a sharp left turn into "super powers" territory.  It made no sense

to me and diminished the story.

"The Children's Hour", Lawrence O'Donnell (C. L. Moore & Henry

Kuttner): This is about implanting a human brain in an artificial

body, but the side effects see totally unlikely.  On the other

hand, there seems to be so much emphasis on how Clarissa's beauty

affects everyone who sees her that I have to wonder if Moore and

Kuttner were trying to make a point about the emphasis placed on a

woman's appearance over her mental abilities, even if those are


"When the Bough Breaks", Lewis Padgett (C. L. Moore & Henry

Kuttner): This seems very similar to their previous story, "Mimsy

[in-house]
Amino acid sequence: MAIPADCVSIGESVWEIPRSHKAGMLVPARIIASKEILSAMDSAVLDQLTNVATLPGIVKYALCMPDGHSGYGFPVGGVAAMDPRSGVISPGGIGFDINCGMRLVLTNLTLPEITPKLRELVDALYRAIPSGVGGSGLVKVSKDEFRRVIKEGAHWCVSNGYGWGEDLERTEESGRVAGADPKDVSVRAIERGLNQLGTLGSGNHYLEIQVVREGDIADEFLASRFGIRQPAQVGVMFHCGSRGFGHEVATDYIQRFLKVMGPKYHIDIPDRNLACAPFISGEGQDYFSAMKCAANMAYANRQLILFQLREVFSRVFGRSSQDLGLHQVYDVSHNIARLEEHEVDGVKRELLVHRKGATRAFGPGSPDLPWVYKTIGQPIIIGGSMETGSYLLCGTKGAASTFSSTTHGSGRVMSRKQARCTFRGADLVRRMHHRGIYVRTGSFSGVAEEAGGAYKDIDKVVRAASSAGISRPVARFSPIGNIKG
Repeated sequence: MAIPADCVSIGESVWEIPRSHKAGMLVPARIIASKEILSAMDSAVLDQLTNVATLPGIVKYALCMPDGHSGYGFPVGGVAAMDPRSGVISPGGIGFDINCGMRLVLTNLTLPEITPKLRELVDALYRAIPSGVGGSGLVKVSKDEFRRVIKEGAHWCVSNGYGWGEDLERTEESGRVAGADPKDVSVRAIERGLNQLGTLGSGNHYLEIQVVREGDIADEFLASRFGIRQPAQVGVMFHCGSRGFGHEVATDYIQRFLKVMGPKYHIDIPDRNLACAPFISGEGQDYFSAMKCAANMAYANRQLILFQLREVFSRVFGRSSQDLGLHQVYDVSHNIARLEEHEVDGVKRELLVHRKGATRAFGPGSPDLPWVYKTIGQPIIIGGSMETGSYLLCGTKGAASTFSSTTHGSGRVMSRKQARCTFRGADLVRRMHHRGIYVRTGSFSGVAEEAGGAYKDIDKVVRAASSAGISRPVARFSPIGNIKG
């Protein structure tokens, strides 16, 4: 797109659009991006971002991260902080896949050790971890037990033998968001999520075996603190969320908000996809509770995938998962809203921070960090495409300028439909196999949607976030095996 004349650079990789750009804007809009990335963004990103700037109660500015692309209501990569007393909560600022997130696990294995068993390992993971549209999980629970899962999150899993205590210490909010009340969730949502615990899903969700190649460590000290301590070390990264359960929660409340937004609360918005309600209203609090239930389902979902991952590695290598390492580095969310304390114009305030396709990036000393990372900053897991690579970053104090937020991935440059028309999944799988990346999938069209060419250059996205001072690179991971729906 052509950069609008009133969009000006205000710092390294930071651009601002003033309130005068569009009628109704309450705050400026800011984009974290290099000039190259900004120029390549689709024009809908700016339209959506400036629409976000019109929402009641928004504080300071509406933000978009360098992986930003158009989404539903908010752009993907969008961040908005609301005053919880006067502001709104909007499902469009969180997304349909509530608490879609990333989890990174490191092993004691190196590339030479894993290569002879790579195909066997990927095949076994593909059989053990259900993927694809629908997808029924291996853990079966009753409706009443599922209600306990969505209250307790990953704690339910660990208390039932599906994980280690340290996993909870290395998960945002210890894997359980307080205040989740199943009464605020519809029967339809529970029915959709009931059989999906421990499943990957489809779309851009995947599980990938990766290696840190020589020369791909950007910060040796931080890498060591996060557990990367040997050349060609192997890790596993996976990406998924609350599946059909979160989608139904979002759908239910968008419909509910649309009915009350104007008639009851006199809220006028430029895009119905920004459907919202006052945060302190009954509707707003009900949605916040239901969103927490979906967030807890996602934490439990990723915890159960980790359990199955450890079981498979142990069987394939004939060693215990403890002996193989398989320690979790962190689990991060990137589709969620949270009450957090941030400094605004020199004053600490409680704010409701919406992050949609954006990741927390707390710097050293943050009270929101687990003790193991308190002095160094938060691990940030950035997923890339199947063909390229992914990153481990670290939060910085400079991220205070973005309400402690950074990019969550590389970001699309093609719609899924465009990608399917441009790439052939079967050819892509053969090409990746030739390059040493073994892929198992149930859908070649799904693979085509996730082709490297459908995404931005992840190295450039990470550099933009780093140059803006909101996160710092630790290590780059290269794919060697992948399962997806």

Were the Borogoves".  Both have precocious children being educated

by futuristic toys to have exceptional mental powers.  This is a

bit more downbeat, however, and one wonders if at some point

[SPOILER] Moore and Kuttner started thinking about the childhood of

someone like Hitler and whether getting rid of them early might not

be a good idea.  Because this has those philosophical aspects (at

least as far as I can tell), it rates higher than many of the other


"City", Clifford D. Simak: This is the first of the stories that

eventually made up the fix-up novel CITY, and it suffers from a

very "First World" perspective.  Oh, sure, the people in it are

folksy farmers and all, but the idea that cities will disappear

because everyone can have a private plane and a ten-acre estate

could not have made sense even in 1944.  Certainly now, it makes

even less sense.  In 1940, the "urban area" of New York City had 13

million people, London had 12 million people, and Tokyo had 8

million people, and these were the largest cities in the world.

Today there are *twenty* cities larger than any of them.  Tokyo

alone has over 37 million people.  The majority of these cities are